The original Lion King is by far one of the best animated classics to come out of the house of Walt for the last decade. It's grand depiction of the African jungle and the circle of life that ensues gave us the story of Simba, the lion exciled from the Pride Lands after being blamed for his fathers death only to return and defeat the evil Scar and reclaim the throne as the Lion King.
It was no surprise that Disney created a 'long awaited' sequel given the success of the original. In Simba's Pride, all our favorite characters return including Simba (Matthew Broderick), Nala (Moira Kelly), Timon (Nathan Lane), Pumbaa (Ernie Sabella), Rafiki (Robert Guillaume, Mufasa (James Earl Jones) and introducing Kiara (Neve Campbell) and Kovu (Jason Marsden).
Kiara, daughter of Simba, has a playful exuberance that seems to defy her fathers wishes for her to be disciplined the in the ways of the Pride Lands. One day, she leaves the Pride Lands and finds herself in the Outlands where she meets Kovu, son of Zira (Suzanne Pleshette) and the late Scar.
Kiara and Kovu grow up together and fall in love, going against the wishes of their respective parents and when Zira drives her son into fighting for the throne do we see how love overcomes all obstacles and brings their two lands together.
Excellent. If this is how good a 4x3 made for video title looks then I dread to think what we could expect from an anamorphic transfer of the original will look like.
What strikes you first is the color. I have yet to see vibrant animation on dvd and this literally blew me away. Check out some of the screenshots for a sample. Color saturation is high and it makes the picture all the more enjoyable.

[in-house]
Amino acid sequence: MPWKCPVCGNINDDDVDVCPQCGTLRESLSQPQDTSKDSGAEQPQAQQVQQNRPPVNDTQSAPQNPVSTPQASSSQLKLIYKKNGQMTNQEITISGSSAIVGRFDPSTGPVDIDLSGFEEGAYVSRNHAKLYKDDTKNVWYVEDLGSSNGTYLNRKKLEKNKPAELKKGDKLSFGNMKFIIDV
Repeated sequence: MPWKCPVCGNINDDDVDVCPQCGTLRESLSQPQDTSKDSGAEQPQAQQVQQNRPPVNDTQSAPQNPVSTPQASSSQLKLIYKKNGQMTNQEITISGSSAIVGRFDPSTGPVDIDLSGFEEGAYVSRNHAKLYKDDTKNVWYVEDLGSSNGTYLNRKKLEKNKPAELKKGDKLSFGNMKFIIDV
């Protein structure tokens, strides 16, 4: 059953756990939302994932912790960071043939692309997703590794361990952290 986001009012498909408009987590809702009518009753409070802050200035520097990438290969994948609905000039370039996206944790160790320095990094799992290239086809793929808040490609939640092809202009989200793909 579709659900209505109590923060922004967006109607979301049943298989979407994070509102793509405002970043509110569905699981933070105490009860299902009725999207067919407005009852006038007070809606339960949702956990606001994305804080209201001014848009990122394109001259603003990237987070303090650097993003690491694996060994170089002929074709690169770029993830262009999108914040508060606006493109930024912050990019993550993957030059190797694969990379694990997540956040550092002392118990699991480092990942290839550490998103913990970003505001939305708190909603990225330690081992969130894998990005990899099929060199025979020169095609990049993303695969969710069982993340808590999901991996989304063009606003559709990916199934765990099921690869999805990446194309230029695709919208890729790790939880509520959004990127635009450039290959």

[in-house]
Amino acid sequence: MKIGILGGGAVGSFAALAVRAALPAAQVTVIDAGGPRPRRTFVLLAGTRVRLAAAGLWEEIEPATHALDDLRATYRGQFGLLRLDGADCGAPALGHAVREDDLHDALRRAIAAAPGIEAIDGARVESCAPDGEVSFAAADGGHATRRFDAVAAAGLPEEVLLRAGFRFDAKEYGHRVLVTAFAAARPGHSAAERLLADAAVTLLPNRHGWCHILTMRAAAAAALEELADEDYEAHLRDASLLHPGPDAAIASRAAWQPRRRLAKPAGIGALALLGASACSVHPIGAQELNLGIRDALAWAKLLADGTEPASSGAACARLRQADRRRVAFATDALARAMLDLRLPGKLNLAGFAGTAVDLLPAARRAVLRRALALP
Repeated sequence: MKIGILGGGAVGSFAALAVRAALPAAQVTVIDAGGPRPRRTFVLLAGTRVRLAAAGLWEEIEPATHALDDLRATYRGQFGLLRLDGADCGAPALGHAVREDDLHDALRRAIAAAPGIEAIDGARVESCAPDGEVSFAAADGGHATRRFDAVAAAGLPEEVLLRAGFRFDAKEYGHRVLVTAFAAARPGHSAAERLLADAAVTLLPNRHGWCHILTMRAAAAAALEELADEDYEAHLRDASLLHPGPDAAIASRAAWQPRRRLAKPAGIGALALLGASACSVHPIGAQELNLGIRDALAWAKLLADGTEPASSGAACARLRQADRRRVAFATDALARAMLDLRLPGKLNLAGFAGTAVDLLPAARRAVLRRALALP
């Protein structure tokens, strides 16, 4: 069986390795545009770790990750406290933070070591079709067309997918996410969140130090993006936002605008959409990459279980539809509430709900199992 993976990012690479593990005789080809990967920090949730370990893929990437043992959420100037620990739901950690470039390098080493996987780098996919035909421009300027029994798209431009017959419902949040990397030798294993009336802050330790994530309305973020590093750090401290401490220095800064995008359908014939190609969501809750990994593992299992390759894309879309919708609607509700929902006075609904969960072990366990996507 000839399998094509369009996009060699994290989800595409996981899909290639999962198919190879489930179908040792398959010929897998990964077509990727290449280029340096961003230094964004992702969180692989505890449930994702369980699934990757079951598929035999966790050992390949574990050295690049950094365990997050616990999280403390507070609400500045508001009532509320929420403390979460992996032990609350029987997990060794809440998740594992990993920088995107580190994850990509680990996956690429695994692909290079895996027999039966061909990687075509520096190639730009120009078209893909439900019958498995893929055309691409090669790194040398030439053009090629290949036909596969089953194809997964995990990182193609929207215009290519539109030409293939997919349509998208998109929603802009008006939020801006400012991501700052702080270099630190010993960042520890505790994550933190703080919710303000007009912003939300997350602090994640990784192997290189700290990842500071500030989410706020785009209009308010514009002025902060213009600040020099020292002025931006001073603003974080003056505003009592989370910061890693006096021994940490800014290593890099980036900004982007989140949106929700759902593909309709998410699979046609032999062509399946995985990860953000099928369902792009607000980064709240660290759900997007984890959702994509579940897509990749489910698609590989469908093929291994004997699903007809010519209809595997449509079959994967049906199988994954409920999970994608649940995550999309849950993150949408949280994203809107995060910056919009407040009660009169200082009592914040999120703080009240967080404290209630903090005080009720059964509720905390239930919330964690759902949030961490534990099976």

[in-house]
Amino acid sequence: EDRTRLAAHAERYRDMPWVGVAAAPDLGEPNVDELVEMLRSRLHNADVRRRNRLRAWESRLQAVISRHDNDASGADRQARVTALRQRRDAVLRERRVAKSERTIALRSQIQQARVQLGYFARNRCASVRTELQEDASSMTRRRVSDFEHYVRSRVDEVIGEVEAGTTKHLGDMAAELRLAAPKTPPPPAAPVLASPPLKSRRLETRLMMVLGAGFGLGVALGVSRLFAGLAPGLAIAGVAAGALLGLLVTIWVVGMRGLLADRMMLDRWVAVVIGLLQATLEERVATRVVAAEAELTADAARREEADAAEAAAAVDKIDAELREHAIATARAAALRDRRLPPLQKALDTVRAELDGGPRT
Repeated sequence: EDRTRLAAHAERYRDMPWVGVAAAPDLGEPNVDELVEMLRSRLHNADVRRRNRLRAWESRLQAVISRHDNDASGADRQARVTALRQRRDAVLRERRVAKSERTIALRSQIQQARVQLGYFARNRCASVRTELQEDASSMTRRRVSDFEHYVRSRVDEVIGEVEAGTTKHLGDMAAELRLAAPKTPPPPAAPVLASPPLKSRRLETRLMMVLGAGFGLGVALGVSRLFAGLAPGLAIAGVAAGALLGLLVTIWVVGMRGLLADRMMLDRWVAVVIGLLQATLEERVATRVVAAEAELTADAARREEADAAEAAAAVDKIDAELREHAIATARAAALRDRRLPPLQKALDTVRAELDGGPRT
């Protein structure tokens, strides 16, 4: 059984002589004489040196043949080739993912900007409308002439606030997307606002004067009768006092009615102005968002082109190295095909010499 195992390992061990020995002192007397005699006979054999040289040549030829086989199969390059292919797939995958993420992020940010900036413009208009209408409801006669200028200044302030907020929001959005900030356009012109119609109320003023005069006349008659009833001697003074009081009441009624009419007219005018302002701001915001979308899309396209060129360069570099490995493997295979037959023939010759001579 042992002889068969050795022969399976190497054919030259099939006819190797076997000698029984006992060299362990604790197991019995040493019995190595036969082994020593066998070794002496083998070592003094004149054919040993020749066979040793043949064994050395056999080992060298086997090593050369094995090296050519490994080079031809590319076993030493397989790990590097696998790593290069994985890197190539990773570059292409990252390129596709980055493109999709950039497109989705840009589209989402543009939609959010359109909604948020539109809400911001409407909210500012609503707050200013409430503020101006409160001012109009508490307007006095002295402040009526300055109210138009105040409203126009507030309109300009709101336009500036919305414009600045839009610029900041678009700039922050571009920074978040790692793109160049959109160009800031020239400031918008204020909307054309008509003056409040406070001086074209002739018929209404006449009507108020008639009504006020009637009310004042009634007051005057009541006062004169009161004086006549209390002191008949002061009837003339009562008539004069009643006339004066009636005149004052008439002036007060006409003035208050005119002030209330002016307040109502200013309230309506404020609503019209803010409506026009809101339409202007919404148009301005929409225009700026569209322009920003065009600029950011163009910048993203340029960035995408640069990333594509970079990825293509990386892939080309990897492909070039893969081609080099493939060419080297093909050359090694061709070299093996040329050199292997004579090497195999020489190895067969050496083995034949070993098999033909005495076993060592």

The detail and sharpness offered in dvd is proven here as you can make out sketch lines within each frame of certain scenes. I thought I was seeing artifacts but was infact seeing excellent resolution and detail. There is no edge enhancement of any kind which makes the image look much more natural. Black level is perfect, there is no noise in the image and fast moving scenes seem artificial given the nature of a high bit-rate encoding - which is a benefit.
I'm afraid the soundtrack has to take a backseat to the video. While not as grand in score and sound effects as the first movie, this still holds up well. Stampedes are on a much smaller scale in both numbers and dynamic range which means your subwoofer will have an easier experience second time around.
Dialogue is always clear and surrounds are used throughout which does give you an open soundstage but I think that being a direct to video creation, the sound wasn't a high priority as vhs can only offer dolby surround as a maximum.
Not the greatest of sequels but good enough to keep the kids happy. I did enjoy it but the first one was, as I already stated, on a much grander scale and this one has that tired feel to it.
You will appreciate what animation can look like on dvd and will start to crave for Disney's biggest hits to appear real soon.